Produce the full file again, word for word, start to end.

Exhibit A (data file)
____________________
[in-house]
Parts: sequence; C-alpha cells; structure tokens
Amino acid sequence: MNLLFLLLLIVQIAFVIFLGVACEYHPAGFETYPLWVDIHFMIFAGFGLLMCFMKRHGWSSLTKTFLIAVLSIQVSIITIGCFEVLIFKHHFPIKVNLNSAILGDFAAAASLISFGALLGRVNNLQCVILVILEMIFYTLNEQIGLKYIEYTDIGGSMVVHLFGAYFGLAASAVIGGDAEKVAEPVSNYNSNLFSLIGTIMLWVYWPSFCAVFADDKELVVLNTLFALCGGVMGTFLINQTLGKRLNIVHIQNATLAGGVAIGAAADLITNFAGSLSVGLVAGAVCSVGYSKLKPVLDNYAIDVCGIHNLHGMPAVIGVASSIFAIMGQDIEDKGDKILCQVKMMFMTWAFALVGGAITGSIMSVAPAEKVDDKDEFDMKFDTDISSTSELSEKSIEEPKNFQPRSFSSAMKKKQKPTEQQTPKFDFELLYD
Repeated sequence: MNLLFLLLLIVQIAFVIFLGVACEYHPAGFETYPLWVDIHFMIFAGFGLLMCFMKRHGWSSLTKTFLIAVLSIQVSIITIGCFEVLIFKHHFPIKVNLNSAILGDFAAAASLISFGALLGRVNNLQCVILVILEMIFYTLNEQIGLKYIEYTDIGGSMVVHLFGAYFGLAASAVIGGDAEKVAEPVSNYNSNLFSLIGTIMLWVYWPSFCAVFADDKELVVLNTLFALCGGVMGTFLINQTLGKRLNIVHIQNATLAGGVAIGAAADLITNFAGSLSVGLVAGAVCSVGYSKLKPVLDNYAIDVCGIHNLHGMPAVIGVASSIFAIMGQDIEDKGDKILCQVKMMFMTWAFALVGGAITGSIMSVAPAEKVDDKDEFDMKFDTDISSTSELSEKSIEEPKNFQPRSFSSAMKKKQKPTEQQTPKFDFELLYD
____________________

[in-house]
Parts: sequence; C-alpha cells; structure tokens
Amino acid sequence: MNLLFLLLLIVQIAFVIFLGVACEYHPAGFETYPLWVDIHFMIFAGFGLLMCFMKRHGWSSLTKTFLIAVLSIQVSIITIGCFEVLIFKHHFPIKVNLNSAILGDFAAAASLISFGALLGRVNNLQCVILVILEMIFYTLNEQIGLKYIEYTDIGGSMVVHLFGAYFGLAASAVIGGDAEKVAEPVSNYNSNLFSLIGTIMLWVYWPSFCAVFADDKELVVLNTLFALCGGVMGTFLINQTLGKRLNIVHIQNATLAGGVAIGAAADLITNFAGSLSVGLVAGAVCSVGYSKLKPVLDNYAIDVCGIHNLHGMPAVIGVASSIFAIMGQDIEDKGDKILCQVKMMFMTWAFALVGGAITGSIMSVAPAEKVDDKDEFDMKFDTDISSTSELSEKSIEEPKNFQPRSFSSAMKKKQKPTEQQTPKFDFELLYD
Repeated sequence: MNLLFLLLLIVQIAFVIFLGVACEYHPAGFETYPLWVDIHFMIFAGFGLLMCFMKRHGWSSLTKTFLIAVLSIQVSIITIGCFEVLIFKHHFPIKVNLNSAILGDFAAAASLISFGALLGRVNNLQCVILVILEMIFYTLNEQIGLKYIEYTDIGGSMVVHLFGAYFGLAASAVIGGDAEKVAEPVSNYNSNLFSLIGTIMLWVYWPSFCAVFADDKELVVLNTLFALCGGVMGTFLINQTLGKRLNIVHIQNATLAGGVAIGAAADLITNFAGSLSVGLVAGAVCSVGYSKLKPVLDNYAIDVCGIHNLHGMPAVIGVASSIFAIMGQDIEDKGDKILCQVKMMFMTWAFALVGGAITGSIMSVAPAEKVDDKDEFDMKFDTDISSTSELSEKSIEEPKNFQPRSFSSAMKKKQKPTEQQTPKFDFELLYD